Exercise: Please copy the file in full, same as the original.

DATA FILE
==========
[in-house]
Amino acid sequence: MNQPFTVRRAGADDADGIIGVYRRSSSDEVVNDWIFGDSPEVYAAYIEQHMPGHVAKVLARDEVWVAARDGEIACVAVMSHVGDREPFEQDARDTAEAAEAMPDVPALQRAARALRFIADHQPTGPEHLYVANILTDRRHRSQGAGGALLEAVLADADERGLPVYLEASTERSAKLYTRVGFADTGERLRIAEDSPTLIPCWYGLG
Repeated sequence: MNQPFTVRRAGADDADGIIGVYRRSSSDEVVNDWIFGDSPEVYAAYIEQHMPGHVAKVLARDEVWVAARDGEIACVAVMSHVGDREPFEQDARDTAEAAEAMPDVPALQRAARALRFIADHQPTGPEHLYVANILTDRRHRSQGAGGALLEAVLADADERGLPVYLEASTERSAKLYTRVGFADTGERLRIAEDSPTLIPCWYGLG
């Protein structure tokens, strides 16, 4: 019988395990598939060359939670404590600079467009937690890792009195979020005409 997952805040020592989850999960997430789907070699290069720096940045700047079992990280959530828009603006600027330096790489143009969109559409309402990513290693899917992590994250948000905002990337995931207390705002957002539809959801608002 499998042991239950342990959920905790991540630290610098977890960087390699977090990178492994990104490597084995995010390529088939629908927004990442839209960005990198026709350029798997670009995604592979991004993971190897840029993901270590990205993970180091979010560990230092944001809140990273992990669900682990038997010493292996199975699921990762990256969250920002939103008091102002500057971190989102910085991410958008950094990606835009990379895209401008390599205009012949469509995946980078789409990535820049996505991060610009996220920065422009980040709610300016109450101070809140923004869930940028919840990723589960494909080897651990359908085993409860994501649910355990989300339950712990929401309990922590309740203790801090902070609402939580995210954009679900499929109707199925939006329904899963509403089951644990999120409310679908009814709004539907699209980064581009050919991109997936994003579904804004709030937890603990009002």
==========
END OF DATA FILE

[in-house]
Amino acid sequence: MNQPFTVRRAGADDADGIIGVYRRSSSDEVVNDWIFGDSPEVYAAYIEQHMPGHVAKVLARDEVWVAARDGEIACVAVMSHVGDREPFEQDARDTAEAAEAMPDVPALQRAARALRFIADHQPTGPEHLYVANILTDRRHRSQGAGGALLEAVLADADERGLPVYLEASTERSAKLYTRVGFADTGERLRIAEDSPTLIPCWYGLG
Repeated sequence: MNQPFTVRRAGADDADGIIGVYRRSSSDEVVNDWIFGDSPEVYAAYIEQHMPGHVAKVLARDEVWVAARDGEIACVAVMSHVGDREPFEQDARDTAEAAEAMPDVPALQRAARALRFIADHQPTGPEHLYVANILTDRRHRSQGAGGALLEAVLADADERGLPVYLEASTERSAKLYTRVGFADTGERLRIAEDSPTLIPCWYGLG
């Protein structure tokens, strides 16, 4: 019988395990598939060359939670404590600079467009937690890792009195979020005409 997952805040020592989850999960997430789907070699290069720096940045700047079992990280959530828009603006600027330096790489143009969109559409309402990513290693899917992590994250948000905002990337995931207390705002957002539809959801608002 499998042991239950342990959920905790991540630290610098977890960087390699977090990178492994990104490597084995995010390529088939629908927004990442839209960005990198026709350029798997670009995604592979991004993971190897840029993901270590990205993970180091979010560990230092944001809140990273992990669900682990038997010493292996199975699921990762990256969250920002939103008091102002500057971190989102910085991410958008950094990606835009990379895209401008390599205009012949469509995946980078789409990535820049996505991060610009996220920065422009980040709610300016109450101070809140923004869930940028919840990723589960494909080897651990359908085993409860994501649910355990989300339950712990929401309990922590309740203790801090902070609402939580995210954009679900499929109707199925939006329904899963509403089951644990999120409310679908009814709004539907699209980064581009050919991109997936994003579904804004709030937890603990009002």